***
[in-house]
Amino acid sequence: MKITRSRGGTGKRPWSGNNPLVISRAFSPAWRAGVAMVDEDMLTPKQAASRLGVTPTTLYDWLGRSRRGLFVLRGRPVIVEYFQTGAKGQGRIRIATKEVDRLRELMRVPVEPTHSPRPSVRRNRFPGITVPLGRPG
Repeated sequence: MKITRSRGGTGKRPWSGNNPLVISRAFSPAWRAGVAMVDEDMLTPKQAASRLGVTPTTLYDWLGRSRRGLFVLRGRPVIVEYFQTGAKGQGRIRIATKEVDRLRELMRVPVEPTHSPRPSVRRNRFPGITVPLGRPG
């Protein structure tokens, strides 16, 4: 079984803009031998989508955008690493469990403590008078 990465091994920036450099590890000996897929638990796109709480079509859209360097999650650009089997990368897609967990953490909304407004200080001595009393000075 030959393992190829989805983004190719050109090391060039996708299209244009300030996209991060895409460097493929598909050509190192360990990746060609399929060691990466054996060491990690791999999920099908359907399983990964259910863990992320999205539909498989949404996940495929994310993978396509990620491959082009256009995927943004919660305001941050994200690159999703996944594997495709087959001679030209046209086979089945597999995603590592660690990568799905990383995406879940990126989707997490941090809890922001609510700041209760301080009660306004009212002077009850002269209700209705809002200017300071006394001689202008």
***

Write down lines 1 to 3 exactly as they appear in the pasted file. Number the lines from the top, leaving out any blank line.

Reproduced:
[in-house]
Amino acid sequence: MKITRSRGGTGKRPWSGNNPLVISRAFSPAWRAGVAMVDEDMLTPKQAASRLGVTPTTLYDWLGRSRRGLFVLRGRPVIVEYFQTGAKGQGRIRIATKEVDRLRELMRVPVEPTHSPRPSVRRNRFPGITVPLGRPG
Repeated sequence: MKITRSRGGTGKRPWSGNNPLVISRAFSPAWRAGVAMVDEDMLTPKQAASRLGVTPTTLYDWLGRSRRGLFVLRGRPVIVEYFQTGAKGQGRIRIATKEVDRLRELMRVPVEPTHSPRPSVRRNRFPGITVPLGRPG